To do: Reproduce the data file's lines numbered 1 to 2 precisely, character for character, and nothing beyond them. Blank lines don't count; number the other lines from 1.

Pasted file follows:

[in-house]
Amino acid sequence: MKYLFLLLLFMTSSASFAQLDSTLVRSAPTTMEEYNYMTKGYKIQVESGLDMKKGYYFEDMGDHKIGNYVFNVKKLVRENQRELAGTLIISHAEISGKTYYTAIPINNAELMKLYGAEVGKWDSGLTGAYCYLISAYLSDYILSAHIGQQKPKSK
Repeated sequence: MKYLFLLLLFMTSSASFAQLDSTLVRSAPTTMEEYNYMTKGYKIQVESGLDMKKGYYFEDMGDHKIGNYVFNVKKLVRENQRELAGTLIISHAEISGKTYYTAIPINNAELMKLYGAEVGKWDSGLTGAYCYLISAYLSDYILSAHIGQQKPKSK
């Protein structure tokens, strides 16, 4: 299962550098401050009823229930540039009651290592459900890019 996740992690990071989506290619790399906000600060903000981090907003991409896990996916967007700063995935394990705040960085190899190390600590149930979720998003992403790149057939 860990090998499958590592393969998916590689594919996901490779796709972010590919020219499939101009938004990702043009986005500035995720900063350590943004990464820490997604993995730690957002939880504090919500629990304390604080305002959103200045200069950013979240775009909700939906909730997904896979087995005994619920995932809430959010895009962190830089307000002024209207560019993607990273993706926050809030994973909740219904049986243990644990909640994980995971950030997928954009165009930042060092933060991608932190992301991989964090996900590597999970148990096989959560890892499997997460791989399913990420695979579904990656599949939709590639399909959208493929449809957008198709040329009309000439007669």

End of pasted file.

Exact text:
[in-house]
Amino acid sequence: MKYLFLLLLFMTSSASFAQLDSTLVRSAPTTMEEYNYMTKGYKIQVESGLDMKKGYYFEDMGDHKIGNYVFNVKKLVRENQRELAGTLIISHAEISGKTYYTAIPINNAELMKLYGAEVGKWDSGLTGAYCYLISAYLSDYILSAHIGQQKPKSK